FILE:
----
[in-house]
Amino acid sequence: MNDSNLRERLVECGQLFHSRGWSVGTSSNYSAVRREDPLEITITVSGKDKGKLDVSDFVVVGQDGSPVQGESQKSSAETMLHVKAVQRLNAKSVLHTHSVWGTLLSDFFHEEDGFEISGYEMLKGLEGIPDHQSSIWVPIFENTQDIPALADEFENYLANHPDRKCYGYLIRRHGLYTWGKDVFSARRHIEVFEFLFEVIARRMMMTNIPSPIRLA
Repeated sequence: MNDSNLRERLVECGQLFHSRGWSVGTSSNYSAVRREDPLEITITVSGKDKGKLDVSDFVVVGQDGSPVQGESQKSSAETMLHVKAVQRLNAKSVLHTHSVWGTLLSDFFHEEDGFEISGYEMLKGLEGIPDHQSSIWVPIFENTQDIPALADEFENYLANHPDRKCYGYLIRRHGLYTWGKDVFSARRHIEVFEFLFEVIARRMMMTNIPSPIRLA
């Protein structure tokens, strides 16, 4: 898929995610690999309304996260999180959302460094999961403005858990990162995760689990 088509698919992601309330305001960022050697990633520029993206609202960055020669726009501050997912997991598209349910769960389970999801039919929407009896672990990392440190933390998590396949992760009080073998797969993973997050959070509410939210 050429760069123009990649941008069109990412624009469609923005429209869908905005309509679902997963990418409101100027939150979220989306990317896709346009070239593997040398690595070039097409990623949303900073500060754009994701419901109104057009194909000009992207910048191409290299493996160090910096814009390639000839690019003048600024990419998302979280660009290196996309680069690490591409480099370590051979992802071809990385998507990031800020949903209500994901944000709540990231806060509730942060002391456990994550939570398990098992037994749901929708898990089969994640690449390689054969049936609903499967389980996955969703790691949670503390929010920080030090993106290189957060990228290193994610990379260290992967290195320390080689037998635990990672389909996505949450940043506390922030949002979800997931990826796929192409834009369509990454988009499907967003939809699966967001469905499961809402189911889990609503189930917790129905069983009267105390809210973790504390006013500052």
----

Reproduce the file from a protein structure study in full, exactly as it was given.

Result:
[in-house]
Amino acid sequence: MNDSNLRERLVECGQLFHSRGWSVGTSSNYSAVRREDPLEITITVSGKDKGKLDVSDFVVVGQDGSPVQGESQKSSAETMLHVKAVQRLNAKSVLHTHSVWGTLLSDFFHEEDGFEISGYEMLKGLEGIPDHQSSIWVPIFENTQDIPALADEFENYLANHPDRKCYGYLIRRHGLYTWGKDVFSARRHIEVFEFLFEVIARRMMMTNIPSPIRLA
Repeated sequence: MNDSNLRERLVECGQLFHSRGWSVGTSSNYSAVRREDPLEITITVSGKDKGKLDVSDFVVVGQDGSPVQGESQKSSAETMLHVKAVQRLNAKSVLHTHSVWGTLLSDFFHEEDGFEISGYEMLKGLEGIPDHQSSIWVPIFENTQDIPALADEFENYLANHPDRKCYGYLIRRHGLYTWGKDVFSARRHIEVFEFLFEVIARRMMMTNIPSPIRLA
């Protein structure tokens, strides 16, 4: 898929995610690999309304996260999180959302460094999961403005858990990162995760689990 088509698919992601309330305001960022050697990633520029993206609202960055020669726009501050997912997991598209349910769960389970999801039919929407009896672990990392440190933390998590396949992760009080073998797969993973997050959070509410939210 050429760069123009990649941008069109990412624009469609923005429209869908905005309509679902997963990418409101100027939150979220989306990317896709346009070239593997040398690595070039097409990623949303900073500060754009994701419901109104057009194909000009992207910048191409290299493996160090910096814009390639000839690019003048600024990419998302979280660009290196996309680069690490591409480099370590051979992802071809990385998507990031800020949903209500994901944000709540990231806060509730942060002391456990994550939570398990098992037994749901929708898990089969994640690449390689054969049936609903499967389980996955969703790691949670503390929010920080030090993106290189957060990228290193994610990379260290992967290195320390080689037998635990990672389909996505949450940043506390922030949002979800997931990826796929192409834009369509990454988009499907967003939809699966967001469905499961809402189911889990609503189930917790129905069983009267105390809210973790504390006013500052």